Starting with today's Online Commentary & Diversions, some minor formatting changes to hopefully make it easier to scan all that text:
• Review: "Published in the oversize Sunday page format ala the Fantagraphics’ Popeye collection (also, brilliant), Prince Valiant Vol. 1: 1937-1938 collects the earliest of Foster’s tales of the exiled Prince of Thule. ... The colors are warm and vibrant, and the line art pristine. The stories themselves are a delight. ... The art is consistently stunning... each page is spectacular to behold. ... The strips in Prince Valiant Vol. 1: 1937-1938 are merely the first installment of a massive, groundbreaking, and thoroughly exciting adventure saga that was better than nearly anything during its time, and remains better than nearly anything on the shelves today." – Michael C. Lorah, Newsarama
• Review: "Like a Dog compiles several of [Zak Sally's] stories from the last 15 years in one sweet, annotated hardcover. I'm amazed by how the styles vary -- one minute Sally can talk about working in a punk-rock T-shirt shop, the next he's going on about Dostoevsky -- but most stories are quite compelling and, man, the guy is just so cool. Sally is an intensely personal writer, and I appreciate how much he reveals about himself within these pages. His work can get a little messy sometimes, but I say that's just another reason to like it." – Whitney Matheson, USA TODAY Pop Candy
• Review: "...[T]he work contained in [Strange Suspense: The Steve Ditko Archives Vol. 1] (and kudos to Fantagraphics on the excellent and handsome production work) constantly reminds you of just how stellar an artist Ditko would prove to be. ... For historians, both amateur and otherwise, who thrill to the prospect of seeing that maturity take place, this is the book for you." – Chris Mautner, Robot 6
Huffington Post contributor Michael Giltz writes: "The best way to celebrate Schulz and his work is the ongoing series being published by Fantagraphics. The latest volume -- The Complete Peanuts, 1973-1974 ($28.99; Fantagraphics) -- is a lovingly produced volume that includes every strip from those two years in a handsome hardcover book designed by Seth. Like earlier editions, it's a thrill to read the strip chronologically and in one fell swoop. You get a far better sense of Schulz's creative zig-zagging as he suddenly and unexpectedly finds himself at the tip of a pop culture juggernaut." Read the rest here.
Online Commentary & Diversions observes the U.S. holiday tomorrow and returns on Friday:
• Review: "Children of the early Cold War who grew up with a pre-Spider-Man Ditko will find plenty to love in these restorations... Contemporary fans will no doubt find a lot to like in this volume, as well, both as a piece of mid-century pop-art, and as a first-hand look at the singularly warped sensibilities of one of the artists that would go on to shape the modern superhero book as we know it. Ditko clearly revels in his pre-Code world, constructing giant man-eating worms, and serial killers, and goblins. The artist draws on a broad scope of genre, demonstrating diverse artistic and storytelling talents... Strange Suspense is a treasure trove of weird excitement from one of the mavericks of mid-century comics." – Brian Heater, The Daily Cross Hatch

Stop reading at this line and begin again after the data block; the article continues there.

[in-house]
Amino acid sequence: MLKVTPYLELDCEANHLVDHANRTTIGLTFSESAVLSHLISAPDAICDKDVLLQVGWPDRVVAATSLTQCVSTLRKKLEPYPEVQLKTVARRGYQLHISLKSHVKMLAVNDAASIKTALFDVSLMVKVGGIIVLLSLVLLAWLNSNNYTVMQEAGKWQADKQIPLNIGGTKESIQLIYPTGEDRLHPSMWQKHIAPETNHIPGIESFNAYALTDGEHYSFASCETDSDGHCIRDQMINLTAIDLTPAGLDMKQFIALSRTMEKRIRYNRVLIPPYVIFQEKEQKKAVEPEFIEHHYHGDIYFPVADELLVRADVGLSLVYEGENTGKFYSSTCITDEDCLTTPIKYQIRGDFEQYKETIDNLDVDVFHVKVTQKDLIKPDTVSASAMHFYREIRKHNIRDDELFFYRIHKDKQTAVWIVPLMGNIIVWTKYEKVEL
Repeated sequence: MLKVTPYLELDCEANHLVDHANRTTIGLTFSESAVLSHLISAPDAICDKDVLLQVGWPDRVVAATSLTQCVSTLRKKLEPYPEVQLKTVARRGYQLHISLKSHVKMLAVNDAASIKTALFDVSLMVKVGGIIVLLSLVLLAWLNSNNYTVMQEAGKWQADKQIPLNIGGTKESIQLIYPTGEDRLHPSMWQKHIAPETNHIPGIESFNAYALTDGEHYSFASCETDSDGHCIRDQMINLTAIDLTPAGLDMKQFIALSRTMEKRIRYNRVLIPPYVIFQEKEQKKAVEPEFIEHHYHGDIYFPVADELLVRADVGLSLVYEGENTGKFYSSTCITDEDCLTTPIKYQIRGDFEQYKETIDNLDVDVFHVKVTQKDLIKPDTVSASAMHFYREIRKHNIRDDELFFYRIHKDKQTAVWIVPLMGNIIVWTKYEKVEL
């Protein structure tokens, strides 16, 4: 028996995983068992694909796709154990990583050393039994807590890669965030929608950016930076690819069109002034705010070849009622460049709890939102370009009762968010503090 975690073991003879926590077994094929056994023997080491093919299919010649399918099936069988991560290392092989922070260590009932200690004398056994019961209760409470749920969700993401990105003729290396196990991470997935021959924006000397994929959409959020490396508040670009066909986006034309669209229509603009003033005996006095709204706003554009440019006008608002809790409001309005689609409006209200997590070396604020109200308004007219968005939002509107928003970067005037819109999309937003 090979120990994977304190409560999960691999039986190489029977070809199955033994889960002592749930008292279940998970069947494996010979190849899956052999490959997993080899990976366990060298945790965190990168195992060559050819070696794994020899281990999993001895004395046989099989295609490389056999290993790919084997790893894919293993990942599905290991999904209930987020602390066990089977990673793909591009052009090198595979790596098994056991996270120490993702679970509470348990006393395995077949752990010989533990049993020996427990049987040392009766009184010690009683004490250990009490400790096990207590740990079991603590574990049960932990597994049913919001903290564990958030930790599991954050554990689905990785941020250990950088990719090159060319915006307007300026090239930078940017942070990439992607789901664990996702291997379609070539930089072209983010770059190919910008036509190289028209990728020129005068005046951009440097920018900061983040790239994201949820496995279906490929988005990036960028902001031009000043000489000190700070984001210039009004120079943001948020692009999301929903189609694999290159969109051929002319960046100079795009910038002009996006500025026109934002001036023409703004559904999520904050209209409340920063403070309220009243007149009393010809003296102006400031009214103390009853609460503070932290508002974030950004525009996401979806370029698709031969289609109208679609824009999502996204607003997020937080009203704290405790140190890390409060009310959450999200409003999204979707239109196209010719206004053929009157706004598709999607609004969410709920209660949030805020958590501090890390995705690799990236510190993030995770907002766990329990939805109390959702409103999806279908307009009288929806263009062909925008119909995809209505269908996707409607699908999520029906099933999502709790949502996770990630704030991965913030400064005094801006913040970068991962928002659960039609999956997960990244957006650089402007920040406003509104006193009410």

• Plug: "I want to marry this comic book: ...John Pham’s Sublife Vol. 2... is so lovely. I have a preview copy on my nightstand, and I just can’t keep my eyes — and hands! — off it." – J. Caleb Mozzocco, Newsarama
• Plug: The Brazilian edition of the first volume of The Complete Peanuts was released earlier this year; Diário do Barão says of it "Definitely, this was the best gift that I gave this year. It is even better than the Transformers Collection Megatron."
• Review: "[Pim & Francie]'s spine calls its contents 'artifacts and bone fragments,' as if they're what's left for a forensic scientist to identify after a brutal murderer has had his way with them; Columbia obsessively returns to images of 'bloody bloody killers.' ... Many of the pieces are just one or two drawings, as if they've been reduced to the moment when an idyllic piece of entertainment goes hideously awry. But they're also showcases for Columbia's self-frustrating mastery: his absolute command of the idiom of lush, old-fashioned cartooning, and the unshakable eeriness of his visions of horror." – Publishers Weekly
• Review: "With [Pim & Francie], Al Columbia has created not only one of the more unsettling works of horror in the medium of comics, but it also happens to be one of the greatest myth-making objects... Whether Columbia planned more complete stories for any of the efforts collected here is an interesting question, but for my money he has instead come up with dozens of nightmarish scenarios that have a greater cumulative effect by skipping set-ups or endings. The ending, one suspects, is always going to be a variation of horrific death and dismemberment." – Christopher Allen, Comic Book Galaxy